Controller: Dire Financial Warning Is No Political Ploy

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Yesterday, SF Weekly broke the news that the city's finances are in such bad shape that the controller has forbidden the mayor or supes from making any expenditures not previously budgeted; the controller cannot guarantee the money is there. Yes, it's that bad.

This takes the wind out of the sails of the Progressive Armada, which had been planning a showdown today regarding legislation that would have spent around $8 million to stave off layoffs of union health workers and rescinded pay freezes. Now, noted Deputy Controller Monique Zmuda, the supes are forbidden from passing such measures unless they hack an equivalent amount out of the city budget or devise revenue-boosting measures (fees or taxes).

It didn't take long for accusations to be made that this cry of insolvency was a veiled political move. SEIU organizer Robert Haaland commented on SF Weekly's Web site that "I smell not only one rat but several." Supervisor John Avalos, author of some of the union-friendly legislation, complained to the Chronicle that the controller's report was "a little bit cooked" and included totals that were harmful to his cause and left out totals that were beneficial.

Zmuda told SF Weekly she can't remember the last time her office was accused of playing partisan politics. She methodically explained that the smell of rodentia isn't emanating from our city -- that's the odor of nightmarish financial shortfalls.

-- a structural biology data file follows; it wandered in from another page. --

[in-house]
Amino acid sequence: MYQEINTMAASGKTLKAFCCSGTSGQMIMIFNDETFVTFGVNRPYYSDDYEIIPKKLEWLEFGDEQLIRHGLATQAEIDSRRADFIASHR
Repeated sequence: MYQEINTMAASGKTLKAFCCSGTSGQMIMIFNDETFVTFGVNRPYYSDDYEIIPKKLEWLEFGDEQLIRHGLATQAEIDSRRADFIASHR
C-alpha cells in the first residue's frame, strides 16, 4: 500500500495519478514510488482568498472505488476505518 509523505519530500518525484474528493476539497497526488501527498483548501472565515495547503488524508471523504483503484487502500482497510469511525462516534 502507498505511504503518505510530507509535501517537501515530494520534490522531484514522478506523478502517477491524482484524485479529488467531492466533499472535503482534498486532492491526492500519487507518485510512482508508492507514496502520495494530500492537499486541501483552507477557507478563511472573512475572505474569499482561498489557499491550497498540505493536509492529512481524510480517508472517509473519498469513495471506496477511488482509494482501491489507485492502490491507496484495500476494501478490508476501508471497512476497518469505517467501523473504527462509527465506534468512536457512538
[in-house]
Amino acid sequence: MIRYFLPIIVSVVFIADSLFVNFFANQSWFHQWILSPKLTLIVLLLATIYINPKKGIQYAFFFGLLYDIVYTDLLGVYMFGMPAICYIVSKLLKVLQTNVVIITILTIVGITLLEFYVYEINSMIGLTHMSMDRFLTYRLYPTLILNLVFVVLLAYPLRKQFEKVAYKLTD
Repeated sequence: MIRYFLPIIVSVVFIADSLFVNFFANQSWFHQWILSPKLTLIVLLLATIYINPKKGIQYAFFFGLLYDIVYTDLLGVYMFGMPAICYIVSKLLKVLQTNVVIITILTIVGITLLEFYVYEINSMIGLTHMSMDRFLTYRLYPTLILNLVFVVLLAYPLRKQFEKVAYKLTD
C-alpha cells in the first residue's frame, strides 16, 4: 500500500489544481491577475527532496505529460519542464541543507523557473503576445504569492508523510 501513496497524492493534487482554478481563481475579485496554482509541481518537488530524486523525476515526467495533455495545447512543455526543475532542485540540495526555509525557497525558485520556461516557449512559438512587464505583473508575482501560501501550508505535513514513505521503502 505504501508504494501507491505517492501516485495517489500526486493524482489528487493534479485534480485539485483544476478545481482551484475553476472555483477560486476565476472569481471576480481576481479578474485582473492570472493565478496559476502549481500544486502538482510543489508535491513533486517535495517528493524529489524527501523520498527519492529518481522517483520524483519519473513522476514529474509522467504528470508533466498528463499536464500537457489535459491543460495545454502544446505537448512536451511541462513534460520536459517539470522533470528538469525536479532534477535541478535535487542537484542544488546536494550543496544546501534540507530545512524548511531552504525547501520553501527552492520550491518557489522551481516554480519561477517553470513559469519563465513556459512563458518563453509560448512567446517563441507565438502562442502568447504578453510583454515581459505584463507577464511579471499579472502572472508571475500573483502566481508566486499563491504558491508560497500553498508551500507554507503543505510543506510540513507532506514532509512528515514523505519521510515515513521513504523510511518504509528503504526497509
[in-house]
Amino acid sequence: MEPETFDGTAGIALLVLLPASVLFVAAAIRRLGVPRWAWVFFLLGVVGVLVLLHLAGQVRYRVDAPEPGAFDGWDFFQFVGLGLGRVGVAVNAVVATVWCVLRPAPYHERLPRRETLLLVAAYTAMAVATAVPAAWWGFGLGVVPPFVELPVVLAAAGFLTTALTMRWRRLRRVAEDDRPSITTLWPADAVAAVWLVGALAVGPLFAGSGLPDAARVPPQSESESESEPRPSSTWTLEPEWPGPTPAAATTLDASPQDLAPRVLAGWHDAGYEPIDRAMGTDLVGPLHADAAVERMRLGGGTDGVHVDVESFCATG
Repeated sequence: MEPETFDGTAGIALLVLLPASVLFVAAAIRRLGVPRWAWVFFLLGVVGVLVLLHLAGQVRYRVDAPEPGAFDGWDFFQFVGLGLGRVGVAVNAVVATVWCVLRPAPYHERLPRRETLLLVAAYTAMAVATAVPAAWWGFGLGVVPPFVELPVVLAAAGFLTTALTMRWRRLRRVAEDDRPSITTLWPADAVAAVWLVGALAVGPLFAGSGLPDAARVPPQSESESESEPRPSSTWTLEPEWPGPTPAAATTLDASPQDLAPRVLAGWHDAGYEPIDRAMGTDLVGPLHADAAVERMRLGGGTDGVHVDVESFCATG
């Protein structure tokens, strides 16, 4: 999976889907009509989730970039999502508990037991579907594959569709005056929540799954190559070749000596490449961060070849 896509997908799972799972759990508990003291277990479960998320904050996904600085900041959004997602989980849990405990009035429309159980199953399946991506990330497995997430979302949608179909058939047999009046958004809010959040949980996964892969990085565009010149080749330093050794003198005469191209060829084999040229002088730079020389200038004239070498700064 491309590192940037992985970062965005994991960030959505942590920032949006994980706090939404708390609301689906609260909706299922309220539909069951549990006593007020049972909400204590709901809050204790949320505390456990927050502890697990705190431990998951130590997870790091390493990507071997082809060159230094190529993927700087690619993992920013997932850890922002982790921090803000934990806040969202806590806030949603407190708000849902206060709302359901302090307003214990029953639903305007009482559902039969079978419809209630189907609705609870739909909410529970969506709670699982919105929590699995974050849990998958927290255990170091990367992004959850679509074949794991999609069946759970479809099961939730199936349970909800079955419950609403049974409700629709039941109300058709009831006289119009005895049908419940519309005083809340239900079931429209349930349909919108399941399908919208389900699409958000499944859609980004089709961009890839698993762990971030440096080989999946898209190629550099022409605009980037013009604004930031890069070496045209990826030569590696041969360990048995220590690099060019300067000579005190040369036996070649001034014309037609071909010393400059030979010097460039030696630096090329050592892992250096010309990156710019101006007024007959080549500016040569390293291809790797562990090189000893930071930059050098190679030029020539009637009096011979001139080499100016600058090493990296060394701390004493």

While Avalos argued that the controller was making things out to be more dire than they really are by including the $8 million in proposed city union bailouts as if it had already been spent, Zmuda noted that "we had to include it because it was part of the board process and supplemental [expenditures] under review. With all of our status reports, we include any legislation to spend money." In other words, this is standard operating procedure.

Haaland, Avalos, and others inclined to spend money to aid unions and union workers are eager to bring up recently passed Assembly measures that figure to bring $34 million in Medicaid funds to the city. Once again, however, Zmuda explains that this was not an oversight. This process has not yet been completed -- the federal government still has to approve the plan to charge fees on private hospitals, match those funds with federal dollars, and have the state send the money back toward cities.

"These processes generally take months," notes Zmuda. "So the controller cannot certify this money yet because the federal government has not approved the program, the state is not collecting the fees, and hasn't hired the staff to administer the program. The program is still in the planning stages. Once we get a letter from the state identifying how much money we'll get and when, then we can certify the money."

Finally, Zmuda defended the controller's estimate of $35 million in shortfalls based on evaporating property taxes. While her office didn't assume every property owner's appeal will be granted by the assessor, if most of the multi-million dollar commercial properties are re-evaluated downward, that'd be well enough to eviscerate the city's tax revenue.

"This is not a political move," Zmuda says. "The controller's office did a rigorous review of its revenues and its expenditures, including over-expenditures incurred by city departments. We've notified the mayor and board we have a deficit and we're urging them to address this deficit. And until this happens, we cannot certify the use of any General Fund reserve."

In other words -- balance the budget, or else. 

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